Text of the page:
Thinking Anglicans

Appointment of Dean of Southwark

It has been announced this morning that the Bishop of Southwark has appointed the Revd Dr Mark Oakley as the next Dean of Southwark. Mark Oakley is currently Dean of Chapel and Fellow of St John’s College, Cambridge.

More information below and at Southwark Cathedral.

Bishop Christopher said:

“Mark is a person of depth, insight and integrity who brings with him a wealth of priestly experience offered in many different contexts. Before St John’s he was a Canon of St Paul’s following on from service in the Diocese in Europe as Chaplain at Copenhagen and Archdeacon of Germany and Northern Europe. This variety of experience will equip him well for the prominent role he will now take on as Dean of Southwark and I much look forward to working with him.”

Mark will be installed Dean at Choral Evensong in Southwark Cathedral on Advent Sunday (3 December) at 3pm.

Speaking about his appointment, Mark said:

“I am very honoured, and a little daunted, to be asked to continue the ministry of the Dean of Southwark, following on from the extraordinary work and presence of Andrew Nunn. I have been grateful all my life for the existence of Southwark Cathedral, for its witness to the gospel through learning and formation, arts and the imagination, local partnerships and a commitment to social justice. I am now deeply grateful to be asked to become a part of its life and mission, and I ask for your prayers as I prepare to join the people of the cathedral and diocese. Our vocation is to embody a sacramental, poetic and just Christian faith that resonates with both joy and integrity. I really look forward to making new friends as we seek to do this together.”

The Revd Canon Michael Rawson, Interim Dean of Southwark added:

“I am delighted that Mark has been appointed as Dean of Southwark, He brings theological reflection alive in his preaching and writing. We look forward to worshipping and working with Mark as the Cathedral enters a new and exciting phase of our life together, in deepening our faith and reaching out in service of our parish and diocese.”

Heather Hancock, Master of St John’s College, University of Cambridge, said:

“Mark Oakley has made a memorable and distinguished contribution to St John’s College during his time as Dean.  Our Chapel has been a place of outstanding worship and preaching under Mark’s imaginative, sensitive, and grounded leadership, offering warmth and welcome to all. His commitment to the spiritual and collegiate life of St John’s, including through outreach, tutorial support and his sustained contribution through the pandemic, has been superb. Southwark Cathedral are fortunate to be welcoming Mark as their Dean when he leaves St John’s later this year; he will go with our gratitude and very best wishes.”

Subscribe
Notify of
guest

19 Comments
Oldest
Newest
Inline Feedbacks
View all comments
Struggling Anglican
Struggling Anglican
8 months ago

This is excellent news. Good old Southwark again!

Fr Jon
Fr Jon
8 months ago

Floreat Salopia!

Struggling Anglican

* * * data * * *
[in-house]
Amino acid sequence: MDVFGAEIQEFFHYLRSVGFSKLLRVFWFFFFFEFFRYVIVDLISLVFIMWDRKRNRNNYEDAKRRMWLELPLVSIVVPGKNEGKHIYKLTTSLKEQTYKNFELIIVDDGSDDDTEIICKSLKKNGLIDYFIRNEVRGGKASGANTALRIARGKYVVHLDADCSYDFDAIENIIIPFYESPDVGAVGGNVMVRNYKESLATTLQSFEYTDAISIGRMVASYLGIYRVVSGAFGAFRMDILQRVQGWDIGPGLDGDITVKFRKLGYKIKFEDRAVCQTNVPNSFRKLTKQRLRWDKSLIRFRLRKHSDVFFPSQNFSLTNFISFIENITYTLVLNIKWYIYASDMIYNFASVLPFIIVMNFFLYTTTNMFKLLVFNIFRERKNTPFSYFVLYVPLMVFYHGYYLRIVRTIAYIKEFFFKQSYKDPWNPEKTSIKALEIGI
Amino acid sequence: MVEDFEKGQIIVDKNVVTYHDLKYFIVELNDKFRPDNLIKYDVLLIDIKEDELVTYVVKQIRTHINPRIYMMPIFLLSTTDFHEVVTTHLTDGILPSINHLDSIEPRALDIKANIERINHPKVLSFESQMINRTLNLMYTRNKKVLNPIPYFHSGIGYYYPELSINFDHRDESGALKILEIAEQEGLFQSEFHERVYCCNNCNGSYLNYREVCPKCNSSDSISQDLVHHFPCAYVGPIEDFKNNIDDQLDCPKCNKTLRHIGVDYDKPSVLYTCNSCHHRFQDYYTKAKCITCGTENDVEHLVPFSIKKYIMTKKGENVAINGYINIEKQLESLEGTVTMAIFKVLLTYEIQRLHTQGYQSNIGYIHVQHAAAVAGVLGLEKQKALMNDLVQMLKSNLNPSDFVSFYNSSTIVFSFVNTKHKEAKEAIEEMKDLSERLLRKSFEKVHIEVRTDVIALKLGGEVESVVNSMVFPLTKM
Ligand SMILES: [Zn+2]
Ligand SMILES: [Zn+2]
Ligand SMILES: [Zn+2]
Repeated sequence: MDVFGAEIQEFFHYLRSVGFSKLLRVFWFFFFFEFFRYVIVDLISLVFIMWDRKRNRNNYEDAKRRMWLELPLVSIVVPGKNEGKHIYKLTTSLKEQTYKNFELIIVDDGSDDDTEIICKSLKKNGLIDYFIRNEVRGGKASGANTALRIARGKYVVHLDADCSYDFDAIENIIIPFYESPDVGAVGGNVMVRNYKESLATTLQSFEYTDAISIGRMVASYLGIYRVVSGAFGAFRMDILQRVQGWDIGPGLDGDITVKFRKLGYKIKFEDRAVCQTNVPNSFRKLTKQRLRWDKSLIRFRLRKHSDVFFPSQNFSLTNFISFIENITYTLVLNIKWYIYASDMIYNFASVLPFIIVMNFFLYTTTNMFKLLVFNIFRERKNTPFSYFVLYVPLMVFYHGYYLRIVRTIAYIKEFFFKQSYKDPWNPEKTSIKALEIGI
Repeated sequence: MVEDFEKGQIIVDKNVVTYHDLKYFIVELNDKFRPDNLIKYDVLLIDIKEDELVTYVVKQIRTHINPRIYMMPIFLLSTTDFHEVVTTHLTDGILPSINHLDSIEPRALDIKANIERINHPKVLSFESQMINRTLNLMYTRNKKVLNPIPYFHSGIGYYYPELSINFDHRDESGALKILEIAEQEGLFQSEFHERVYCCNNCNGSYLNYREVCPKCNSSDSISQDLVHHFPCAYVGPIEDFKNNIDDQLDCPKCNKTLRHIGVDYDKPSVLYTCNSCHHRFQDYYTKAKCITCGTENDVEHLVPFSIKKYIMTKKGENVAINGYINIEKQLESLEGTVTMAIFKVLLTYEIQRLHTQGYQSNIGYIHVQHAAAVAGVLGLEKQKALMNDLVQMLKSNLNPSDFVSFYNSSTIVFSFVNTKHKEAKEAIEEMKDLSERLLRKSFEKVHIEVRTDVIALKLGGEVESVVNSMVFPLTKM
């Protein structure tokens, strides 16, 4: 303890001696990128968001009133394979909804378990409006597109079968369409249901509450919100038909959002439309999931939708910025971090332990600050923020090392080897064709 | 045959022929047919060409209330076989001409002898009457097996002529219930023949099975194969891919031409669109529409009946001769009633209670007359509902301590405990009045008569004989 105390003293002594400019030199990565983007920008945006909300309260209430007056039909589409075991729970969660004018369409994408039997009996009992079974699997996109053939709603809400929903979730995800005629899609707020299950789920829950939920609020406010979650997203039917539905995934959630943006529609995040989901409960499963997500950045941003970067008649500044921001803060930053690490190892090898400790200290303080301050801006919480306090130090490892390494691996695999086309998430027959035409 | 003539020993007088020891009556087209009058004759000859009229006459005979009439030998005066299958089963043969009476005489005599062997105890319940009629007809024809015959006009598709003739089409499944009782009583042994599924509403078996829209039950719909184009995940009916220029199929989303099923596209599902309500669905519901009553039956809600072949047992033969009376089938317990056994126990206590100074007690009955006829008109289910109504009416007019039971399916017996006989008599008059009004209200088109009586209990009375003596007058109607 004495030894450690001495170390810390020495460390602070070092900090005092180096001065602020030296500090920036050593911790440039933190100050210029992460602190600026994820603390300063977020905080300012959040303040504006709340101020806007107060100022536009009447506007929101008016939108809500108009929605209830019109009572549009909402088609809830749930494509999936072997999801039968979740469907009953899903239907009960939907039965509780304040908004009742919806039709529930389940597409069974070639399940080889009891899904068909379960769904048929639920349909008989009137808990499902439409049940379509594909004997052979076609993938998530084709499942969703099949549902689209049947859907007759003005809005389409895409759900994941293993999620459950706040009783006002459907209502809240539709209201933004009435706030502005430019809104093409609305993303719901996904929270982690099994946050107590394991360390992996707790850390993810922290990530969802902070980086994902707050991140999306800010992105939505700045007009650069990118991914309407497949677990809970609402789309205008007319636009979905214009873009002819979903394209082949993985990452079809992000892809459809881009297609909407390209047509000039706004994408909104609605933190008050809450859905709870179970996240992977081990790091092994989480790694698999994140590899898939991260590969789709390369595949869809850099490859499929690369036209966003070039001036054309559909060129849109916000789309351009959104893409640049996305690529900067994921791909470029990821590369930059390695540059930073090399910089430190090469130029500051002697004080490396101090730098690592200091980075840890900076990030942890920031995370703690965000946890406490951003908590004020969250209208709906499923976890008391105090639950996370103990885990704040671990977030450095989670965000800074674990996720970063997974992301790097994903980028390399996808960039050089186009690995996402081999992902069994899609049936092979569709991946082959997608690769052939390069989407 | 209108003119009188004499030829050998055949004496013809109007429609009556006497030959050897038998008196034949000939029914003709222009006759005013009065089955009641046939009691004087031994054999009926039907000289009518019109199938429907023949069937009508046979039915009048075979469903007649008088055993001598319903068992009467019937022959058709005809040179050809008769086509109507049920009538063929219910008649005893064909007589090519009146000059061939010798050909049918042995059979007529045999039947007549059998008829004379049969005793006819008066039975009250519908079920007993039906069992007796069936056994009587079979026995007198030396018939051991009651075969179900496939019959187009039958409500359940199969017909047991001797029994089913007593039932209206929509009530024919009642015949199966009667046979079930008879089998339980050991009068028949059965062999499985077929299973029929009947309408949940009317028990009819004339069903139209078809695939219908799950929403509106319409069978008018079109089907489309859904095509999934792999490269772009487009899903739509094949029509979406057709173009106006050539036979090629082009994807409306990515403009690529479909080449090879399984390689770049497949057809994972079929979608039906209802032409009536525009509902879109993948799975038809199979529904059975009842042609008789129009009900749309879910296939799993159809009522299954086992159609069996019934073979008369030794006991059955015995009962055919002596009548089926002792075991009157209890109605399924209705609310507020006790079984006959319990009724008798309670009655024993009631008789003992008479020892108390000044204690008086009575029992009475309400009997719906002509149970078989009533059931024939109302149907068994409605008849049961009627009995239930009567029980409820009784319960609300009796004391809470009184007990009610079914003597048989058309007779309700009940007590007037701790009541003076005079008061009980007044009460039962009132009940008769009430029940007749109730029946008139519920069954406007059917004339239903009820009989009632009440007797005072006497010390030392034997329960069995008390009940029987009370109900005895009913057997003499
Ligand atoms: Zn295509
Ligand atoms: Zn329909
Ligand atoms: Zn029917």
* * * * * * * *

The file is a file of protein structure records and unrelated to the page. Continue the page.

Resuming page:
Struggling Anglican
Reply to  Fr Jon
8 months ago

Long live Sarf London

Simon Bravery
Simon Bravery
8 months ago

Andrew Nunn gave a year’s notice of his intention to retire. The Bishop has clearly used the time profitably to make this appointment.

Presumably the installation date of Advent Sunday has been chosen so Mr Oakley can serve a further term as Dean of Chapel. There is also the neat symbolism of starting a new ministry on the first day of the new liturgical year.

Sarah Mann
Sarah Mann
8 months ago

Excellent news indeed. But over 48% of the population of Southwark, and over 14% of the population of Surrey is non-white. The vision for Southwark Cathedral, as a beacon of inclusiveness and welcome, must surely now be to encourage and promote vocations from talented black clergy and musicians who could enrich its life of orthodox faith and radical love.

Simon Dawson
Simon Dawson
Reply to  Sarah Mann
8 months ago

I would love that.

Whilst there may be a place for some cathedrals to maintain excellence in the standard classical choral tradition, surely at least one cathedral could try something different, and become a centre of excellence in a very different tradition of Christian music.

David James
David James
Reply to  Simon Dawson
8 months ago

Why not a fusion of both?

Matthew Tomlinson
Matthew Tomlinson
Reply to  Simon Dawson
8 months ago

That I find an extraordinarily patronising view. The ‘standard Classical choral tradition’ does not belong to any ethnic group but is a unique musical experience which should be, and can be, available to all. You are essentially saying that folk from ethnic minority backgrounds should stick to their own sort of music. Two of the most prominent church musicians in the capital, Carl Jackson at the Chapel Royal and Andrew Nethsingha at Westminster Abbey are from ethnic minority backgrounds. Even way back in the early 20th century Southwark Cathedral had an ethnic minority organist, Soorjo Chuckerbutty.

Last edited 8 months ago by Matthew Tomlinson
Struggling Anglican
Struggling Anglican
Reply to  Matthew Tomlinson
8 months ago

I find it very difficult to discern what is patronising in Simon Dawson’s comment.